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Photo: Connie Kang

What makes Penn valuable is that it doesn’t admit anyone, Sean Vereen said. The school was proud to announce in spring 2014 that the admissions rate had dipped below 10 percent for the first time, to a record low of 9.9 percent.

It was a mark of the exclusive meritocracy at work.

But a meritocracy is not fair, said Vereen, president of Steppingstone Scholars, an organization that helps minority students overcome inequalities in education to get to college. It’s not fair, he said at a United Minorities Council talk on Nov. 11, because it’s a system that rewards achievements that those with privilege can accomplish and those without — such as those part of the black, Latino, Native American and other underrepresented minorities — will find much more difficult to do .

Vereen and the other speaker at the UMC talk, English professor Herman Beavers, also said that Penn students can push more to address some of this inequality.

“Just because you get to sit down with President Gutmann in a 5B meeting” — the 5B are a coalition of underrepresented and minority umbrella groups — and “have nice informed conversations across the boardroom table, it doesn’t work,” Vereen said. What does work, he implied, is direct action. “That’s the whole point of having this time.”

“You guys have much more power than you think,” Beavers said. “You guys can shut this place down tomorrow.”

The inequality stems from situations like this: of about 100,000 black students who had taken the SAT, only 8,000 had scored above a 1200 in Verbal Reasoning and Math combined, Vereen noted. That 1200 marks the bare minimum to attend a school like Penn, he said. But college admissions officers also look at extracurriculars and personal development activities like volunteering or starting a nonprofit — things that require time and resources, which many minority students do not have. This all combines to make it harder for these students to win in the “meritocracy.”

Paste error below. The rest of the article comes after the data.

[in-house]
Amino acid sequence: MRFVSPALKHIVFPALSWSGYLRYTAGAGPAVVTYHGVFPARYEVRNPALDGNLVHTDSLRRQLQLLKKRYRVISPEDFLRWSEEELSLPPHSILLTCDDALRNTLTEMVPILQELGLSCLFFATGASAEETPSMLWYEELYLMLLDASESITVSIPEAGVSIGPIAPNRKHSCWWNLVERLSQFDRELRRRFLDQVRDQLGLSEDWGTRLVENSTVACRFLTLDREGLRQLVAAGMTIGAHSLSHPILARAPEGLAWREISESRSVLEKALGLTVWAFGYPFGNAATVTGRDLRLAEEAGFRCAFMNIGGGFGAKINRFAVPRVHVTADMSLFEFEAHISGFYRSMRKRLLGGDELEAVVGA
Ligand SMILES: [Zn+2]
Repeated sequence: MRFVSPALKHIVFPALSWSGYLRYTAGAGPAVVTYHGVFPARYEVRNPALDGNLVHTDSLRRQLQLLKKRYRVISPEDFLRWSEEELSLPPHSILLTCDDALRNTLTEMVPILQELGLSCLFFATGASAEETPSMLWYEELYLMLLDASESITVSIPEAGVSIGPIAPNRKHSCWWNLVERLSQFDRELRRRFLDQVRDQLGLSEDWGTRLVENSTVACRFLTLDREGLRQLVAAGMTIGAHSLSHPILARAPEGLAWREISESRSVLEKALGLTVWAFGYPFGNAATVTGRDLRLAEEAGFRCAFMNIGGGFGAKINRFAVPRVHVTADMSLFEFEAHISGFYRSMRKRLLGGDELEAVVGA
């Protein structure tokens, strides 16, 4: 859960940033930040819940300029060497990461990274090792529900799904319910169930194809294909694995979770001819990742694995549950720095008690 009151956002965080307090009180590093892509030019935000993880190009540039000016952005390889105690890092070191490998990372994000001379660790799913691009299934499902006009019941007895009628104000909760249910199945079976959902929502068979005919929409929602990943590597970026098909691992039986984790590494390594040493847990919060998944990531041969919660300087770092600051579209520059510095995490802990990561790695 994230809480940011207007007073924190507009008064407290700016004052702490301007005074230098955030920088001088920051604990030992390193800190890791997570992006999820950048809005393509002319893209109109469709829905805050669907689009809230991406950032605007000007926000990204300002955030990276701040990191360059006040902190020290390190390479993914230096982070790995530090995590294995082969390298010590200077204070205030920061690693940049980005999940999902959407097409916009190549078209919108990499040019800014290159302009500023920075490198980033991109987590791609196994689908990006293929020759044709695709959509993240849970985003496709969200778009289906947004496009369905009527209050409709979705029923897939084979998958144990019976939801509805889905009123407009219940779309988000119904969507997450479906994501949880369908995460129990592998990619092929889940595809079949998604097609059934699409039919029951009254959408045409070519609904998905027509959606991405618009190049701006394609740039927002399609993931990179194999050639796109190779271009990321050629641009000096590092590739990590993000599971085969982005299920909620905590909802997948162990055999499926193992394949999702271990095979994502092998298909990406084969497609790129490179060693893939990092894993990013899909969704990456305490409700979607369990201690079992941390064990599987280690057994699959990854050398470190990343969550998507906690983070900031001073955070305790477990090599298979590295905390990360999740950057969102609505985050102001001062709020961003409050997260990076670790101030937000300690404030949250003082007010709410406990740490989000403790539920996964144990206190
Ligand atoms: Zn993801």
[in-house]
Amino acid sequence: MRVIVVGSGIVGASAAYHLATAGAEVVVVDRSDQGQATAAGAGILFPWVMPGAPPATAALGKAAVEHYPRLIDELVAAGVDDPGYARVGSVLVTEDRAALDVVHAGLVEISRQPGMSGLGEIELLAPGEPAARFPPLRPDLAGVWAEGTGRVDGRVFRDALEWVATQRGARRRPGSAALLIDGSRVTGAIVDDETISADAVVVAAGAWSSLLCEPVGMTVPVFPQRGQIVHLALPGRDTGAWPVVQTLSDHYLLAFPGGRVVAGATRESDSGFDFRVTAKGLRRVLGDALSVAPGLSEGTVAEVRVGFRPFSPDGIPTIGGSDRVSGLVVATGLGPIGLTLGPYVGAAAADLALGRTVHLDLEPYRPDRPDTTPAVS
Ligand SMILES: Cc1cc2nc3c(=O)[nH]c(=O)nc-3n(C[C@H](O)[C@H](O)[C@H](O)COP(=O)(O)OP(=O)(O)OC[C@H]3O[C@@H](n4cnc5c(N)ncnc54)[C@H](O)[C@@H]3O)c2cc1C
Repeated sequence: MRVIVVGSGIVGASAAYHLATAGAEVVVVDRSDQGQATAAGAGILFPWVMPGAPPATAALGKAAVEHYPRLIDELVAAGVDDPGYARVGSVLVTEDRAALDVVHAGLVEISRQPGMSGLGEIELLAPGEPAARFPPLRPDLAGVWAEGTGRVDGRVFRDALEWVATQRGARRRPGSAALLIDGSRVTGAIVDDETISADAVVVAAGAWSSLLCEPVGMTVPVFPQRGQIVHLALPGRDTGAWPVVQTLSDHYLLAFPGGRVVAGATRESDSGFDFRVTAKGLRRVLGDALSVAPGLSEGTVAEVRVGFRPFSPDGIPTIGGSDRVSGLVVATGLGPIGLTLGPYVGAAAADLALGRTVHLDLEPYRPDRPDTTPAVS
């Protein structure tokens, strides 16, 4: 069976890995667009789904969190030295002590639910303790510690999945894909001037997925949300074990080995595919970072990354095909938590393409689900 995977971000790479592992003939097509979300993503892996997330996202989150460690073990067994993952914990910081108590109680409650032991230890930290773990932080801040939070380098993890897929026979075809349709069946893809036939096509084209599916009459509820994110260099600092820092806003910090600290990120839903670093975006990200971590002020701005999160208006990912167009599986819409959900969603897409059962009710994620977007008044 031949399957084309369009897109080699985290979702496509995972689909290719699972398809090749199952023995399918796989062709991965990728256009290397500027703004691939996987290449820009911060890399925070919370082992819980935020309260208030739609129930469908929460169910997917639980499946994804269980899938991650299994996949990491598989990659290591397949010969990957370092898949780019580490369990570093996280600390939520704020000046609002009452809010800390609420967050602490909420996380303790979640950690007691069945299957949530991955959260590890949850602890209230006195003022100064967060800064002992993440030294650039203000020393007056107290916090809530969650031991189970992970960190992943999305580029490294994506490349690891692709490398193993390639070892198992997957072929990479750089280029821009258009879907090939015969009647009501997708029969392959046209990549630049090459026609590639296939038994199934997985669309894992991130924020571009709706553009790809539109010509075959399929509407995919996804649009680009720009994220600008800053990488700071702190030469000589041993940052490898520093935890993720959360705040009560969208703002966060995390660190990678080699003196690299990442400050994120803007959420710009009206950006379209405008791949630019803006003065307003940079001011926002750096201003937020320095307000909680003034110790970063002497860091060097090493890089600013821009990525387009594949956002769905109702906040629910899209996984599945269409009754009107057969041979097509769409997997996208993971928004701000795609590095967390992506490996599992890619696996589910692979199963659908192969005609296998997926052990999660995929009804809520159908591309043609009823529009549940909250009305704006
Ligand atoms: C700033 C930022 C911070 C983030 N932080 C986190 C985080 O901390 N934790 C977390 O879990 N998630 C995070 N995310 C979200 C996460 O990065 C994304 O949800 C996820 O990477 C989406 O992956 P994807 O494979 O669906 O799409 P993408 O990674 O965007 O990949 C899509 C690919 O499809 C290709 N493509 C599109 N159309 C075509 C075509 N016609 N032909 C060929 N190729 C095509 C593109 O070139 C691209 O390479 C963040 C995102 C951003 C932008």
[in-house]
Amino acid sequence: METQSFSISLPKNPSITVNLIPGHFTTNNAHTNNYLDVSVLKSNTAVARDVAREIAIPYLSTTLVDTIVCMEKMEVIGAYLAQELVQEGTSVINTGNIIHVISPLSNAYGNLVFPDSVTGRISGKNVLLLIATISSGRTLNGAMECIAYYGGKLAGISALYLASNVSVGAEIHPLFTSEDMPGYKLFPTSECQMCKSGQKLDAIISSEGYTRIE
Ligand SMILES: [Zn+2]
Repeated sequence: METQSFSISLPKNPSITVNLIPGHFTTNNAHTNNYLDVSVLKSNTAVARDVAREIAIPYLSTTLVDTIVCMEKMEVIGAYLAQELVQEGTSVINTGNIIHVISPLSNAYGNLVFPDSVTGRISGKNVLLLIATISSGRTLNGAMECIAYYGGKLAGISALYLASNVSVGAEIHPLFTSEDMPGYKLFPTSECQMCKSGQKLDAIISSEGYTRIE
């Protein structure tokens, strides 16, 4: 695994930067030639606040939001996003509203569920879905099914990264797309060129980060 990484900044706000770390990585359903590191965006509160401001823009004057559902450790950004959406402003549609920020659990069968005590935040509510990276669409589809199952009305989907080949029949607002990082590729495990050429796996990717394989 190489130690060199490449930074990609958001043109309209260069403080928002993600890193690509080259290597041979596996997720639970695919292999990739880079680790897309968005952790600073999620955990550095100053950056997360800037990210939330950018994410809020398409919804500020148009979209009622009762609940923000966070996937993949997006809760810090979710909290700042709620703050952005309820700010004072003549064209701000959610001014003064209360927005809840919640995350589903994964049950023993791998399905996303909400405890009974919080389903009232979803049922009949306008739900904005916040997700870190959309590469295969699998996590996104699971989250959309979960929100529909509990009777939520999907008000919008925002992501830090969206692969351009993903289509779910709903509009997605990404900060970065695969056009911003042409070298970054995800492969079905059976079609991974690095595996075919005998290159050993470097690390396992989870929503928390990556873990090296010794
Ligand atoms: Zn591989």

Breanna Martin, a College senior and a former UMC board member, agreed with this critique, saying there’s a “stagnation” which comes out of “feeling like since I was privileged enough to earn this seat at the table, I should cooperate” because students in the past had fought hard to establish these meetings with the president.

In her time on UMC board, some people felt “you can only get a small piece at a time, and you can’t say these are 20 problems, you have to say, ‘Here’s one tiny problem and we have to chip at it until the hole is giant in 50 years,” she added. “But there are a lot of people who are trying to push that door.”

In response to criticism, current UMC chair and College senior Reggie Stewart acknowledged that activism on campus could go further. However, he believes UMC still does good work. “We do get a lot done. ... A lot of what we do is to talk to administrators and voice the opinions of our community.”

During the conversation, Beavers stressed that it is important for minority students at elite institutions like Penn to not act as gatekeepers — people who keep their accomplishments exclusive because they want to keep their special status. “If you guys want to protect how special this education is, and be gatekeepers, then nothing can change,” he said to the students in attendance.

What people should do, Beavers said, is go back and help people “over the wall.”

“I’m going to stand in the door as wide as possible to so that everybody can come in,” he said. “I want as many kids from West Philly High School as we can get.”

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